Recent years have seen a radical change in expectations around how businesses and consumers should work with data and systems; how software should help us achieve our goals both at home and in the office. These are trends impacting all areas of society and all industries today including the highways and infrastructure sector in which Yotta operates.
These raised expectations are being driven by consumers and the technology they use. It was in the mid-1990s that the Internet entered mainstream use. In other words, there is a whole generation of people in the workplace today who have never known a world without it. If they need to find something out, they turn to Google and expect an instant answer. They therefore expect their business software to respond just as rapidly and provide them with the data, content and intelligence they need to answer their business queries in near real-time.
It’s not only in terms of raw processing functionality and speed of execution that consumer technology is having an impact, it’s just as much about the look and feel of the software. People are increasingly used to an app-based culture and they are demanding elegant user interfaces on all of their systems - not just the ones they carry in their pockets or on their tablets. They want this not just in their everyday lives as consumers but in the business environment also.
The radical changes we have seen in consumer expectations of technology are one of two main factors driving change in the business world today. The other is the ongoing ramp-up in overall data volumes. According to the April 2014 report, EMC Digital Universe with Research & Analysis by IDC: “the digital universe is large – by 2020 containing nearly as many digital bits as there are stars in the universe…, and by 2020 the digital universe – the data we create and copy annually – will reach 44 zettabytes, or 44 trillion gigabytes.“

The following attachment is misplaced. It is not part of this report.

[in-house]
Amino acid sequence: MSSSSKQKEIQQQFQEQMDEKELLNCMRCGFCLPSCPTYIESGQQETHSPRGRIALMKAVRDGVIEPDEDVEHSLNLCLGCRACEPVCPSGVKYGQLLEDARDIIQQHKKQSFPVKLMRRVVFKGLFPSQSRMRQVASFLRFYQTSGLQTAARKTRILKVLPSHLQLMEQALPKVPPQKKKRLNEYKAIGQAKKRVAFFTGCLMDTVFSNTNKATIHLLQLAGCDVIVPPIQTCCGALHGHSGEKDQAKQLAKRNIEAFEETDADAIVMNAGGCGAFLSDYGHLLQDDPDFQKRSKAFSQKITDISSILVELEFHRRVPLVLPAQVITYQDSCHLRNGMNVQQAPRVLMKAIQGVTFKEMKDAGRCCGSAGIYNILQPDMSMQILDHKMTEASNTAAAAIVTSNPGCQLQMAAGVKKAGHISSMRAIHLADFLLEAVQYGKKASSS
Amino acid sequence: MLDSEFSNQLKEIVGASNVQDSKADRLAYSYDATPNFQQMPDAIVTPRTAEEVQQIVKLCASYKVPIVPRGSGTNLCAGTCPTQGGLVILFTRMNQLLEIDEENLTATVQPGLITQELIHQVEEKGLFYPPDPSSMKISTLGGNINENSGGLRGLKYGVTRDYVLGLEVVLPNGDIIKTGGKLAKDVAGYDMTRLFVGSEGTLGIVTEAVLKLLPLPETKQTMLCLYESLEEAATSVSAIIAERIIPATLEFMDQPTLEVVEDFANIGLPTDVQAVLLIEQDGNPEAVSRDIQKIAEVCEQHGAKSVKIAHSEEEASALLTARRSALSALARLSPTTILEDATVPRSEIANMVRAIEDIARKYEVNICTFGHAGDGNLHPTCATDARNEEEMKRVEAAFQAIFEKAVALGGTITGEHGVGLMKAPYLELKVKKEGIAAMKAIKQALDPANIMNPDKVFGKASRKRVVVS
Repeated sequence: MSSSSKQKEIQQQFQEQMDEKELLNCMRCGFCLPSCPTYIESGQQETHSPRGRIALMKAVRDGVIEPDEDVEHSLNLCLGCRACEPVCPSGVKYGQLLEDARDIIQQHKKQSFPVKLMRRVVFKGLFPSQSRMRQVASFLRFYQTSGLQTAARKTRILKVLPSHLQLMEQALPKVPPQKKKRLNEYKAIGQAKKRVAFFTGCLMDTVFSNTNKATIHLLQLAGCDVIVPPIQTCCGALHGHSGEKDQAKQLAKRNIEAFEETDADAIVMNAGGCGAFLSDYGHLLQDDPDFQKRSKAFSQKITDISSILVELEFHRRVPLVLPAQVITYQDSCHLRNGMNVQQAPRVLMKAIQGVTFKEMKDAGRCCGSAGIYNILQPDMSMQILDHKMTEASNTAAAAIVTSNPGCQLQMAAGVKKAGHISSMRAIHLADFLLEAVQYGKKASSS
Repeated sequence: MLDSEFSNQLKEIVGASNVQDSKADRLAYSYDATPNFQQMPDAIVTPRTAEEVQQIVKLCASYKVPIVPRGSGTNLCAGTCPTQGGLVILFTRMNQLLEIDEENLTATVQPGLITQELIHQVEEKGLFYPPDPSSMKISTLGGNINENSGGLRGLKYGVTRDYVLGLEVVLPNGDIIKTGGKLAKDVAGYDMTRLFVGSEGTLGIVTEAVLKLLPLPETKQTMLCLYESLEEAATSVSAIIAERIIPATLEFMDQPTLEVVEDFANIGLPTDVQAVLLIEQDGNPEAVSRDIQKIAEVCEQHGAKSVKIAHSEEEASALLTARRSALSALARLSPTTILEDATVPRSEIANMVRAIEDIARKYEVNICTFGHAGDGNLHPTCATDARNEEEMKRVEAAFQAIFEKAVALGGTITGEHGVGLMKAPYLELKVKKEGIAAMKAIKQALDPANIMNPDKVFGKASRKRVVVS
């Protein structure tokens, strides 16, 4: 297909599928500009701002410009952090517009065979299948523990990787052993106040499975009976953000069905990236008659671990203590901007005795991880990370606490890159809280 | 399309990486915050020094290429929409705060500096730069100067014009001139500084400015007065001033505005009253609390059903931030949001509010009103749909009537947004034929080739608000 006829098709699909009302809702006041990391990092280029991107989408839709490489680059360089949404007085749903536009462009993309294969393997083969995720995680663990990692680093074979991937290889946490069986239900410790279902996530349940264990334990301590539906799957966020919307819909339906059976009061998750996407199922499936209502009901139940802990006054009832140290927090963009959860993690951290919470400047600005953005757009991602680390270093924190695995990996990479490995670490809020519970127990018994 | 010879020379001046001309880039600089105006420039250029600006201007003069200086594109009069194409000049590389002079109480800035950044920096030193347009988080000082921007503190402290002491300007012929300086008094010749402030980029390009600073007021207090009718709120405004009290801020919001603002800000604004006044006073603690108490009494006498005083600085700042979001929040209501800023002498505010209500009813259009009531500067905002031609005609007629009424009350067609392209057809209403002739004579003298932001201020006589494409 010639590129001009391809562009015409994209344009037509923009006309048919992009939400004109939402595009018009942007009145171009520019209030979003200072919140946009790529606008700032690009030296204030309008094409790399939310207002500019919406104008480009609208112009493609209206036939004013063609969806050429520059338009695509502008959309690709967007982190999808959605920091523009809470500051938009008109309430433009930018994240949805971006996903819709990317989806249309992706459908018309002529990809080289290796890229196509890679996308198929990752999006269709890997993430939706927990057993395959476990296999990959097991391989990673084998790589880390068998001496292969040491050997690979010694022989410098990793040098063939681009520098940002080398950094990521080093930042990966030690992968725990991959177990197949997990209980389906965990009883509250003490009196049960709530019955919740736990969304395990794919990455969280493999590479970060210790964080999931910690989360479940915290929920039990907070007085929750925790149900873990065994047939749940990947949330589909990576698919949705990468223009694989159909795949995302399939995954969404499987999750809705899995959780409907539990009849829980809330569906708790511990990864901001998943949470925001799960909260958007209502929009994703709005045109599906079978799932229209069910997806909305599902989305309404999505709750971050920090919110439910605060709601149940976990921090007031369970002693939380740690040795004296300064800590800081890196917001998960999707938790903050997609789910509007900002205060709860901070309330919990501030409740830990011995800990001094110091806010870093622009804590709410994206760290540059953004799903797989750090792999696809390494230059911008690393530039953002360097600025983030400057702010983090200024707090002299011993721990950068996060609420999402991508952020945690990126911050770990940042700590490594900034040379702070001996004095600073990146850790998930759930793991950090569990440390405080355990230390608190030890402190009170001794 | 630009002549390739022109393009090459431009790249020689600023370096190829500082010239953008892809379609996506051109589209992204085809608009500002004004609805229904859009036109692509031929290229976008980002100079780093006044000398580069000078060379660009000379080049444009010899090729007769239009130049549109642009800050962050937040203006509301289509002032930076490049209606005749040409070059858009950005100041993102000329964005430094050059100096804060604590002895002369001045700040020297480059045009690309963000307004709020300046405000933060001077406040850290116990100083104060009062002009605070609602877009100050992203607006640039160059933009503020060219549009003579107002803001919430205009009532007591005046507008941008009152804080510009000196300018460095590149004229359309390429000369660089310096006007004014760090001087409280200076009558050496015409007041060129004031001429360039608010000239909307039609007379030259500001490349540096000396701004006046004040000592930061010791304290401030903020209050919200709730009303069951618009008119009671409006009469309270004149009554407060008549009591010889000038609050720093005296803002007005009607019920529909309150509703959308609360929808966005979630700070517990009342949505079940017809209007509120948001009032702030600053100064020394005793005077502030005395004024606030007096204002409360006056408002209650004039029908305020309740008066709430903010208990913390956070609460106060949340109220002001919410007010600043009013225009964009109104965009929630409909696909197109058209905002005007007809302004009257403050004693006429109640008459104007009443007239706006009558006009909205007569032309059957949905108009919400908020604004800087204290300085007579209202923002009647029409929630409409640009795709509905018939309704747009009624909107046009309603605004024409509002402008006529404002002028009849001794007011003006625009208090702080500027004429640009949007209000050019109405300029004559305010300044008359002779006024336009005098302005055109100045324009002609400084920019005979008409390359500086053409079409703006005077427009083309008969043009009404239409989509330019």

Added to that, estimates suggest that as much as 90% of that data today is unstructured and that raises questions in terms of how organisations embrace data to drive business advantage and competitive edge.
Innovation is Key
The clarion calls for more data and better ways of analysing it, richer functionality and greater ease of use are getting louder. A revolution is brewing. Businesses across all sectors need to change their approach and embrace innovation, if they want to be in the vanguard of the process rather than ending up a casualty of it.
It’s a lesson that at Yotta, we believe the highways sector needs to take note of and act upon quickly because data growth rates will accelerate, as processing power ramps up and digitally-savvy millennials increasingly dominate the workforce.
This won’t be easy. Historically, the highways industry has not had a great reputation for innovation. The introduction of polymer-modified bitumen and analytical pavement design both took decades to move from concept to practical application. However, we see genuine grounds for future optimism. Yotta’s recent experience is a case in point. When we first developed our asset management software, one person involved in the industry told me that although the product was brilliant, ‘nobody would buy it’, as it represented a significant modification to traditional processes. That was around three and half years ago. Today our Horizons software has over 60 clients across the UK, Europe and Australia, all generating improved asset management practices and behaviours.
What makes the best asset management software effective is that it turns data from impenetrable bits and bytes into the kind of intelligence and insight that drives informed decision-making. And the more data we have access to, the more insight we can glean from it.
Seeing is believing